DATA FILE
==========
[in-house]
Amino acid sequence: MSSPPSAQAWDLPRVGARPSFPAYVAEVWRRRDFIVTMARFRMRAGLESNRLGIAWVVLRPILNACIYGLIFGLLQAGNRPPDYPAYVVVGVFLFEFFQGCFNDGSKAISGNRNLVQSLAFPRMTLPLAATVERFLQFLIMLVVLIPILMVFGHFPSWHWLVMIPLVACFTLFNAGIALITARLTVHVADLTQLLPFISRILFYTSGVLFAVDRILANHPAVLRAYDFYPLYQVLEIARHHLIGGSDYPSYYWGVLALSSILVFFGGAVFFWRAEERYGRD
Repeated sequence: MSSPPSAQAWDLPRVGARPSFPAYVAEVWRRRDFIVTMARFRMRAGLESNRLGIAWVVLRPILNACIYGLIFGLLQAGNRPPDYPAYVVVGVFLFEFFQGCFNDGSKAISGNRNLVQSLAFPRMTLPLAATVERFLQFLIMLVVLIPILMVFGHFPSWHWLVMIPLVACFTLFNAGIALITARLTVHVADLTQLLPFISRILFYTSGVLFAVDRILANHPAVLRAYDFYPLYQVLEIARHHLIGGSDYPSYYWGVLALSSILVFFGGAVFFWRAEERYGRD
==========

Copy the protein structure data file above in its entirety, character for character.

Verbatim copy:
[in-house]
Amino acid sequence: MSSPPSAQAWDLPRVGARPSFPAYVAEVWRRRDFIVTMARFRMRAGLESNRLGIAWVVLRPILNACIYGLIFGLLQAGNRPPDYPAYVVVGVFLFEFFQGCFNDGSKAISGNRNLVQSLAFPRMTLPLAATVERFLQFLIMLVVLIPILMVFGHFPSWHWLVMIPLVACFTLFNAGIALITARLTVHVADLTQLLPFISRILFYTSGVLFAVDRILANHPAVLRAYDFYPLYQVLEIARHHLIGGSDYPSYYWGVLALSSILVFFGGAVFFWRAEERYGRD
Repeated sequence: MSSPPSAQAWDLPRVGARPSFPAYVAEVWRRRDFIVTMARFRMRAGLESNRLGIAWVVLRPILNACIYGLIFGLLQAGNRPPDYPAYVVVGVFLFEFFQGCFNDGSKAISGNRNLVQSLAFPRMTLPLAATVERFLQFLIMLVVLIPILMVFGHFPSWHWLVMIPLVACFTLFNAGIALITARLTVHVADLTQLLPFISRILFYTSGVLFAVDRILANHPAVLRAYDFYPLYQVLEIARHHLIGGSDYPSYYWGVLALSSILVFFGGAVFFWRAEERYGRD